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Caring for a Child with Phenylketonuria

Parental Experiences from a Eurasian Country

Zengin Akkus, Pinar MD*; Bilginer Gurbuz, Berrak MD; Ciki, Kismet MD; Ilter Bahadur, Evin MD*; Karahan, Sevilay PhD; Ozmert, Elif Nursel MD*; Coskun, Turgay MD; Sivri, Serap MD

Journal of Developmental & Behavioral Pediatrics: October 30, 2019 - Volume Publish Ahead of Print - Issue - p
doi: 10.1097/DBP.0000000000000748
Original Article: PDF Only
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Objectives: Phenylketonuria (PKU) and mild hyperphenylalaninemia (HPA) are characterized by increased blood phenylalanine concentrations varying from mild to severe. Management of PKU was reported to be time consuming and burdensome for caregivers. This study intended to explore the experiences of families caring for a child with PKU/HPA in a country with a high PKU rate. The aim of this study was to compare parental well-being between parents of children with and without dietary restrictions and to explore the factors associated with parental psychological well-being.

Methods: Participants were interviewed about their experiences, concerns, and challenges related to the disease by using a semistructured questionnaire. After the interview, parents filled out the Beck Depression Inventory and State-Trait Anxiety Inventory-Trait.

Results: This study highlighted the adverse psychological, financial, and social effects of the diagnosis and management of the disease regarding the lives of the families of children with PKU/HPA. Although parental anxiety scores of children with and without dietary restrictions were similar, depressive symptom scores were higher in parents of children with dietary restrictions. However, in multiple regression analysis, lower household income and absence of perceived social support were found to be independent factors associated with higher depressive symptom scores. Having a daughter diagnosed with PKU/HPA and lower household income were found to be factors associated with higher anxiety scores.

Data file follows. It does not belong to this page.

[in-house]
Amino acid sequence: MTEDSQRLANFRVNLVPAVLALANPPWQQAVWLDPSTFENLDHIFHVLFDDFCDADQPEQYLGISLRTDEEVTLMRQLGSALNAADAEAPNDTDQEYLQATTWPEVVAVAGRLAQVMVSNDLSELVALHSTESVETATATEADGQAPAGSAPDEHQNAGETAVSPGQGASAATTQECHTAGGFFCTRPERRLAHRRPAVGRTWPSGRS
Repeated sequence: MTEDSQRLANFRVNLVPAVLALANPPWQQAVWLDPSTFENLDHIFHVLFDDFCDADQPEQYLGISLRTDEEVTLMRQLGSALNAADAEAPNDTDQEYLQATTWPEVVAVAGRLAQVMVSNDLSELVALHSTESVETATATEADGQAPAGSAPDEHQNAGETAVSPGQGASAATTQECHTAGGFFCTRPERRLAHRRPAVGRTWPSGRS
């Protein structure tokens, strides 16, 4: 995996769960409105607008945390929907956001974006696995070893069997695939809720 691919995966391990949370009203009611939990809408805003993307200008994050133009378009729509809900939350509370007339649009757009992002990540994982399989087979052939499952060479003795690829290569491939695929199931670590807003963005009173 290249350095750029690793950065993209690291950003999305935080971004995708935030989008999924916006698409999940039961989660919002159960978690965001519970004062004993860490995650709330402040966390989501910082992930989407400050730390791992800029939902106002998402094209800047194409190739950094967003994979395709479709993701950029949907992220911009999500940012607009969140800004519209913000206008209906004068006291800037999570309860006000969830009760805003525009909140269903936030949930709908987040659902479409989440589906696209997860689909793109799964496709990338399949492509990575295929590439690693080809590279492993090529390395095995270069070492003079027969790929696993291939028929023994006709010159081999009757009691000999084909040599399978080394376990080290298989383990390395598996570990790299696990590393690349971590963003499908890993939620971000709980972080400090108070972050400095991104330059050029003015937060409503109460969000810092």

Conclusion: This study revealed that income level, perceived social support, and gender of the child were factors associated with psychological well-being of parents caring for children with PKU/HPA. Health care professionals should identify the challenges faced by families and should be aware of risk factors associated with lower parental well-being to achieve better family adjustment and better health outcomes.

This article has supplementary material on the web site: www.jdbp.org.

*Division of Developmental Pediatrics, Department of Pediatrics, Hacettepe University Faculty of Medicine, Ankara, Turkey;

Departments of Pediatrics, Pediatric Metabolism, Biostatistics, Hacettepe University Faculty of Medicine, Ankara, Turkey.

Address for reprints: Pinar Zengin Akkus, MD, Division of Developmental Pediatrics, Department of Pediatrics, Hacettepe University Faculty of Medicine, 06230 Ankara, Turkey; e-mail: pinarzenginakkus@gmail.com.

Disclosure: The authors declare no conflict of interest.

Supplemental digital content is available for this article. Direct URL citations appear in the printed text and are provided in the HTML and PDF versions of this article on the journal's Web site (www.jdbp.org).

Received March 15, 2019

Accepted September 04, 2019

Copyright © 2019 Wolters Kluwer Health, Inc. All rights reserved.